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Torque / angular speed

  • Thread starter elsternj
  • Start date
  • #1
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Homework Statement


A large wooden turntable in the shape of a flat uniform disk has a radius of 2.00m and a total mass of 140kg . The turntable is initially rotating at 2.00rad/s about a vertical axis through its center. Suddenly, a 65.0-kg parachutist makes a soft landing on the turntable at a point near the outer edge.

Find the angular speed of the turntable after the parachutist lands. (Assume that you can treat the parachutist as a particle.)


Homework Equations


[tex]\tau[/tex]=Fd
[tex]\tau[/tex]=I[tex]\alpha[/tex]
[tex]\alpha[/tex]=v2/r
v=r[tex]\omega[/tex]



The Attempt at a Solution


Okay this is how I tried to solve this (i could be way off)

[tex]\tau[/tex]=Fd
[tex]\tau[/tex]=(637)(2) < this is the weight of the parachutist multiplied by the radius
[tex]\tau[/tex] = 1274

[tex]\tau[/tex]=I[tex]\alpha[/tex]
1274 = mr2[tex]\alpha[/tex]
1274 = 205(2)2[tex]\alpha[/tex] < this is the torque i found in the previous equation. I added the mass of the the parachutist to the mass of the turntable times the radius squared and solved for [tex]\alpha[/tex]
[tex]\alpha[/tex]=1.5

[tex]\alpha[/tex]=v2/r
v = 1.76

v = r[tex]\omega[/tex]
[tex]\omega[/tex] = .88

Can someone steer me in the right direction? Tell me what I did wrong here? Or a easier approach?
 

Answers and Replies

  • #2
11
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The weight of the parachutist doesn't really exert a torque on the system about the rotation axis. Why? The force vector points perpendicularly into the disk, so there is no component of his weight that contributes to rotational torque about that central axis.

The key to this problem is angular momentum, which is conserved because there are only internal torques acting on the system. Remember: angular momentum is conserved about an inertial rotational axis provided that no external torque acts on the system about that axis.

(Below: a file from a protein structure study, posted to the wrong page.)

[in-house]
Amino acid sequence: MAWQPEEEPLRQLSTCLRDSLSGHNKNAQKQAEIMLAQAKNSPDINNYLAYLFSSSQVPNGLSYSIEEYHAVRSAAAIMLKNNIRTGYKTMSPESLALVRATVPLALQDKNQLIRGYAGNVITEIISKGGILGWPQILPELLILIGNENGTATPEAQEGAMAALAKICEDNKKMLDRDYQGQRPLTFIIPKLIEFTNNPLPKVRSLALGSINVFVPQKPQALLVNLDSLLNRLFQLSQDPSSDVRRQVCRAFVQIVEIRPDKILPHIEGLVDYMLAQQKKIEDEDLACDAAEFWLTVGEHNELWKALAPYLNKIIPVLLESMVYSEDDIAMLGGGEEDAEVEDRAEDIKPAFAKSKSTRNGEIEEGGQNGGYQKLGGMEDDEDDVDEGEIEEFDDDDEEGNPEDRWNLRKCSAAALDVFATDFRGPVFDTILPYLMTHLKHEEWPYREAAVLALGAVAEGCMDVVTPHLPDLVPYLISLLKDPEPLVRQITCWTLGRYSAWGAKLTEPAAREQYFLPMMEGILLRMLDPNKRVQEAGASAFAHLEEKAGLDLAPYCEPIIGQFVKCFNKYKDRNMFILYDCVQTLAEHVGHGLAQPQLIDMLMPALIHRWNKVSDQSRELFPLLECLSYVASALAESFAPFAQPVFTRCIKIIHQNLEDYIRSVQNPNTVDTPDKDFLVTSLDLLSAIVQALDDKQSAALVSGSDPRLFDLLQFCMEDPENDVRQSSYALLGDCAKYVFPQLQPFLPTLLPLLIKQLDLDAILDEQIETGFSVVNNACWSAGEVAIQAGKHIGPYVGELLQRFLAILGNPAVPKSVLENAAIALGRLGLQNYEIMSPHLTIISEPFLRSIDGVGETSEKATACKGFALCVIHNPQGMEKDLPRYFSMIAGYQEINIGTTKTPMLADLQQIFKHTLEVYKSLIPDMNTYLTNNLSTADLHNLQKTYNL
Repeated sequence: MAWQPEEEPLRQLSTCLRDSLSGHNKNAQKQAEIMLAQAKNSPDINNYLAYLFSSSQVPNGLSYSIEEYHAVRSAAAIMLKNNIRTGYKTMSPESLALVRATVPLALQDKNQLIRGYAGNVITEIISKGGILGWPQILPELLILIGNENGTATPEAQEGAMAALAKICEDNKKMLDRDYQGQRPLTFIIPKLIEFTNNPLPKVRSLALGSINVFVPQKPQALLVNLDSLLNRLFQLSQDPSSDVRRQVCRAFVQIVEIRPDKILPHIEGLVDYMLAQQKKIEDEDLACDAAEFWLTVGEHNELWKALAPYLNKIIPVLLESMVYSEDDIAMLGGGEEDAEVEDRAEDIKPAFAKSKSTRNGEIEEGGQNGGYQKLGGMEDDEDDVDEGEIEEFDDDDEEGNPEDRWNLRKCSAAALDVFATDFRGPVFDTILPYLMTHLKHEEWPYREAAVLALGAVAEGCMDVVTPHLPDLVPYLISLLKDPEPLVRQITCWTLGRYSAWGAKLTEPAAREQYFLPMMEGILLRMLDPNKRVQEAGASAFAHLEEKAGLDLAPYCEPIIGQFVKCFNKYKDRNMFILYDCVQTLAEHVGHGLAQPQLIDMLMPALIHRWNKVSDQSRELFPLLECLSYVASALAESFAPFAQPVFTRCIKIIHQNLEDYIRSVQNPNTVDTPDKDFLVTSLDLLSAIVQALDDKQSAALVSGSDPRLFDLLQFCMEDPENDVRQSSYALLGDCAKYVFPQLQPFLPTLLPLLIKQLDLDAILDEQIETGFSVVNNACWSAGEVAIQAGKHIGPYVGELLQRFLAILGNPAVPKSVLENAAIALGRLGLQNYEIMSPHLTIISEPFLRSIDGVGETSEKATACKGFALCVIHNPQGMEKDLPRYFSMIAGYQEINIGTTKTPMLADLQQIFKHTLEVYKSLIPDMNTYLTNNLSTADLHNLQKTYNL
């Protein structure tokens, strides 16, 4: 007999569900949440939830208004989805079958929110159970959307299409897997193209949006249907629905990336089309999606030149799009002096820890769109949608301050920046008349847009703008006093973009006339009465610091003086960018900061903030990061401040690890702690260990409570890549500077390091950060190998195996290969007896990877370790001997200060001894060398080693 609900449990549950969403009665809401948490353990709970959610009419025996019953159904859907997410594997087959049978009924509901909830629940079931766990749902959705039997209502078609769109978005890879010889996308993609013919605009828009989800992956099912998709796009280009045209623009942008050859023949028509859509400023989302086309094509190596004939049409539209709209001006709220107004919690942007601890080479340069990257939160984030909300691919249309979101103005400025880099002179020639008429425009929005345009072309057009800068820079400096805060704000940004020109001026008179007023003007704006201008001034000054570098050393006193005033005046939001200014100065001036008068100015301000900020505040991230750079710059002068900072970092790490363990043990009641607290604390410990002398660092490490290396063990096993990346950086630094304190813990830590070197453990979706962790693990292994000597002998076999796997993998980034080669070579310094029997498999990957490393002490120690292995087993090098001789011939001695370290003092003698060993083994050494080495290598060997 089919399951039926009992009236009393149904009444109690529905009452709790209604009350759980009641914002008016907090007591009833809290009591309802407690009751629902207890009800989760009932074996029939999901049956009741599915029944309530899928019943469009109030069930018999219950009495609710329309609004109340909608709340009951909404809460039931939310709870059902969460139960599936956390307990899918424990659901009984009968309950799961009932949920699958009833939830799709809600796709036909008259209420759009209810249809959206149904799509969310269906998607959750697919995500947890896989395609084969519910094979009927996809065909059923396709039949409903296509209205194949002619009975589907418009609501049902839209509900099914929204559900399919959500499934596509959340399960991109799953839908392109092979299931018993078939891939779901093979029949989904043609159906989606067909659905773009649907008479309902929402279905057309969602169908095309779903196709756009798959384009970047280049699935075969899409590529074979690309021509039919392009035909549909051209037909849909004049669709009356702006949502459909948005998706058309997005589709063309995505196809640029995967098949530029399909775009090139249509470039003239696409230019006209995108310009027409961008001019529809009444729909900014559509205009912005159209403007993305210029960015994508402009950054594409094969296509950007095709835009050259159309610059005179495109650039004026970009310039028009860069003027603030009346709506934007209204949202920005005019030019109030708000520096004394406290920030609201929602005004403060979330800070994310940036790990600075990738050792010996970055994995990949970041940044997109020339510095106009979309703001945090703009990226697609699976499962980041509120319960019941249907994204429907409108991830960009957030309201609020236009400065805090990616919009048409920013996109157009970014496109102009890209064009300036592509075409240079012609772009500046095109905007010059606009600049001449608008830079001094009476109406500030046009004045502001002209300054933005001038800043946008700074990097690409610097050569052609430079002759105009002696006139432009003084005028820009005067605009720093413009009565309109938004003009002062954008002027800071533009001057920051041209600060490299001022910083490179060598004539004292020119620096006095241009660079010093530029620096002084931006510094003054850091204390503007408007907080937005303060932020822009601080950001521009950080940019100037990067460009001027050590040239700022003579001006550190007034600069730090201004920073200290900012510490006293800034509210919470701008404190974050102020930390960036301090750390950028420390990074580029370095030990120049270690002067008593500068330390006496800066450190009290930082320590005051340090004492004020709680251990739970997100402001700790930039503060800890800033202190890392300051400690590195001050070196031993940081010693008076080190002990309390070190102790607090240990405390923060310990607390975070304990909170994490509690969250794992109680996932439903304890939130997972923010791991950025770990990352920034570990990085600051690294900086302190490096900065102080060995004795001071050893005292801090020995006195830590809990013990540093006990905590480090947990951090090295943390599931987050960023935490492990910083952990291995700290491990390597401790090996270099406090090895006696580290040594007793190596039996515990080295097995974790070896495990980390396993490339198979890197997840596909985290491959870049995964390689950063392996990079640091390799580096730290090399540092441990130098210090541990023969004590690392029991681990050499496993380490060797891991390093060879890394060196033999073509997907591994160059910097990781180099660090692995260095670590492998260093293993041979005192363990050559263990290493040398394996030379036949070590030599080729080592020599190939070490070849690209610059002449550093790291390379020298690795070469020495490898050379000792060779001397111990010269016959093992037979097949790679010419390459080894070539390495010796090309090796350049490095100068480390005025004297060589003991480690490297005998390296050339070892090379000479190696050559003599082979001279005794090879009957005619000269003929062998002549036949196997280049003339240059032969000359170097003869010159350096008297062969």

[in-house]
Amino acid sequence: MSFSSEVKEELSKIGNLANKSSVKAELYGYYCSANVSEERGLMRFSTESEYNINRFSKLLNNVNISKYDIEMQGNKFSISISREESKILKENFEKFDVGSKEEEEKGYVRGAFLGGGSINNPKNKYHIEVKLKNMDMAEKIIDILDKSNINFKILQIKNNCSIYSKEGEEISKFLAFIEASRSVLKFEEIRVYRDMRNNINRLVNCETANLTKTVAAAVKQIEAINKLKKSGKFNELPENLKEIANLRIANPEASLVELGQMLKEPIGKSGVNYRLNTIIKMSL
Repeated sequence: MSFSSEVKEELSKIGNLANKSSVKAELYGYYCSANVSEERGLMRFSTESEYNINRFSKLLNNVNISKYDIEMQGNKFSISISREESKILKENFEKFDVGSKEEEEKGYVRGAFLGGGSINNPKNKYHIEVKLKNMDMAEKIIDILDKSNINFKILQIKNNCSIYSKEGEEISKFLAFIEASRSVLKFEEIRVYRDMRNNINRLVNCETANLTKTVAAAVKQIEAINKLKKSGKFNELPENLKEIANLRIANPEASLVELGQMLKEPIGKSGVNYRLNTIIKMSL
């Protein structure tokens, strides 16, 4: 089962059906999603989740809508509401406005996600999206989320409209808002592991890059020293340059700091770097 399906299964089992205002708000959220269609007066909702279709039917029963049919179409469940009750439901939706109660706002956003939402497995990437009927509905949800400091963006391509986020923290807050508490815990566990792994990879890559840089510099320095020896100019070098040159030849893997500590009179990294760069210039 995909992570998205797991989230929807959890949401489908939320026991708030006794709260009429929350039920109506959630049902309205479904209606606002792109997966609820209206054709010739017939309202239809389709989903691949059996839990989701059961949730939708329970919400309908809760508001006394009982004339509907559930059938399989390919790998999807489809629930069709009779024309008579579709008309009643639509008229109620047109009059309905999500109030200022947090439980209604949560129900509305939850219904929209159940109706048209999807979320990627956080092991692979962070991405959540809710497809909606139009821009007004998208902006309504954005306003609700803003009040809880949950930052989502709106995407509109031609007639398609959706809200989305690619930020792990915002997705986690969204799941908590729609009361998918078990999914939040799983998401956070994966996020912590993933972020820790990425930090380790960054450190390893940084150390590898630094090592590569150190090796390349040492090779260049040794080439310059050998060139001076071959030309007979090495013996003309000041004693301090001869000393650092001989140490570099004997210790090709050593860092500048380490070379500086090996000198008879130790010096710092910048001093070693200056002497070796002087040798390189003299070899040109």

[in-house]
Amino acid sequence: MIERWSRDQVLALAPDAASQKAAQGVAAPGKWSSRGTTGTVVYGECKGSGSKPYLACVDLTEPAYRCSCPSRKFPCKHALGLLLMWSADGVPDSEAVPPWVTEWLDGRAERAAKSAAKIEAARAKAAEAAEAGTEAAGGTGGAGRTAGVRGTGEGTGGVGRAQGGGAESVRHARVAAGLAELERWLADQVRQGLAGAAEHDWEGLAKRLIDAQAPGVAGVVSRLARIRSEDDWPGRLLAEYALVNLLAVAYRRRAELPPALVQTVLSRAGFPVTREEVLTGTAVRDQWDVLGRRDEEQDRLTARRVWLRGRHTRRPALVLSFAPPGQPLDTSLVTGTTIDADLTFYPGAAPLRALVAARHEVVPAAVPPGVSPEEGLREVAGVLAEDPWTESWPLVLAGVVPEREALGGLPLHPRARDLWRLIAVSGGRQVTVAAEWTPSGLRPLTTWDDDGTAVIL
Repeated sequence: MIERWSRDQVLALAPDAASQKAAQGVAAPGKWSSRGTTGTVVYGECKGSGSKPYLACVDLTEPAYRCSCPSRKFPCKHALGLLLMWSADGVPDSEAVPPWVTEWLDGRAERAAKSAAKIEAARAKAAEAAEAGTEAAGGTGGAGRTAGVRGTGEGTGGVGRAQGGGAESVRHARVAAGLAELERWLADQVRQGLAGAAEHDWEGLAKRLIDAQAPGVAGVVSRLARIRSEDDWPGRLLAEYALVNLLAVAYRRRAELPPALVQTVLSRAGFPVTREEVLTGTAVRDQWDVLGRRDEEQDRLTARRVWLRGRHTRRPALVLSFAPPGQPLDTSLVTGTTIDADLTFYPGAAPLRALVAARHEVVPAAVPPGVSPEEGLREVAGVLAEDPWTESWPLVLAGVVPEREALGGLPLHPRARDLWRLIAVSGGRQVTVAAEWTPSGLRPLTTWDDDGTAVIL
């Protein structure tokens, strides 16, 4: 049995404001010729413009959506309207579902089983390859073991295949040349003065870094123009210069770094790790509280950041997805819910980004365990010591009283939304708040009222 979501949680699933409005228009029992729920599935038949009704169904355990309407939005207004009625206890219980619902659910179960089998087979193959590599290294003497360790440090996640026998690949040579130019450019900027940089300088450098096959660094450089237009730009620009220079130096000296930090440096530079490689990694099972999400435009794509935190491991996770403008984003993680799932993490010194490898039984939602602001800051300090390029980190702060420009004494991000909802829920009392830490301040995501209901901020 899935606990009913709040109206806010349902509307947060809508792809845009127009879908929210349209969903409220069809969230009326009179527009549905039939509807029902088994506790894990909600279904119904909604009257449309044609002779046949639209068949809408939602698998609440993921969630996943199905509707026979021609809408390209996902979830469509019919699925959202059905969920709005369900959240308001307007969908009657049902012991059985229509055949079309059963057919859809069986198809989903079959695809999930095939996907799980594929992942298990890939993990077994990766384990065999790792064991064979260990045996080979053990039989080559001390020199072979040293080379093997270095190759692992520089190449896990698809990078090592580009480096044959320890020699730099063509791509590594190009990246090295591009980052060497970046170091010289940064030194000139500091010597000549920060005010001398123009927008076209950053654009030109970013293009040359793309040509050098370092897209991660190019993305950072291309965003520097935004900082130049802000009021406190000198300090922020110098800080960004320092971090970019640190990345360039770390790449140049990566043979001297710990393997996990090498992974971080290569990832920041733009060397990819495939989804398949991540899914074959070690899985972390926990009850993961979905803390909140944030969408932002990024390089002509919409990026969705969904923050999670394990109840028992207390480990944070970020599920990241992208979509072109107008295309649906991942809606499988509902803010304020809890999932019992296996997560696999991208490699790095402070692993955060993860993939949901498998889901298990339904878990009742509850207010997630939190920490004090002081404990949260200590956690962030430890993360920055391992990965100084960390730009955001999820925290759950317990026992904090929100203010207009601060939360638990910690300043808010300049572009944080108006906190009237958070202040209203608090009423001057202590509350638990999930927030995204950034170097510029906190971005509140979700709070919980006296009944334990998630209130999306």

So, now that you know Li = Lf, take it from here.
 
  • #3
ideasrule
Homework Helper
2,266
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[tex]\tau[/tex]=Fd
[tex]\tau[/tex]=(637)(2) < this is the weight of the parachutist multiplied by the radius
[tex]\tau[/tex] = 1274
The F in [tex]\tau[/tex]=Fd is the component of the force that goes into rotating the object. The weight of the parachutist pushes directly downwards, and does not directly apply any torque. Instead, the turntable tries to accelerate the parachutist after he touches down, and static friction between him and the turntable applies the torque.

However, the forces involved are much too complicated to model. Instead, try using the conservation of angular momentum, since there are no sources of external torque acting on the turntable+parachutist system.

EDIT: oops, sorry Rob
 
  • #4
42
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okay that seems simple enough but still not coming up with the right answer.

L = I[tex]\omega[/tex]
I = mr2/2

L = (140)(2)2/2(2)
L = 560

560 = mr2/2([tex]\omega[/tex])
560 = (205)(2)2/2([tex]\omega[/tex])
[tex]\omega[/tex] = 1.37

Not the right answer

I also used the equation L = r x mv (v = r[tex]\omega[/tex]) for both and I got the same answer. any insight?
 
  • #5
11
0
Your initial L is correct as far as I can tell. It is your final L that is the problem.

The new moment of inertia is not simply (m+M)r2. Treat the person as a point particle, which will have the same final angular velocity as the disk, whose moment of inertia is the same. You treat them separately, because the disk and the person each have angular momentum about the same rotation axis. What you've done there is treated it as if the disk has simply become more massive, which is not the case (unless the person's body splattered and spread uniformly across the disk, but that'd be pretty grotesque).
 
  • #6
42
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having trouble finding the moment of inertia once the parachutist lands then. I = [tex]\sum[/tex]mr2

1120 = (140)(2)2 + (65)(2)2[tex]\omega[/tex]

and the answer still comes out to be 1.37. Wouldn't this be treating it as a 2 particle system?
 
  • #7
42
0
actually i just tried mr^2 / 2 (disk) + mr^2 (parachutist) and got the right answer.

this the right way?
 

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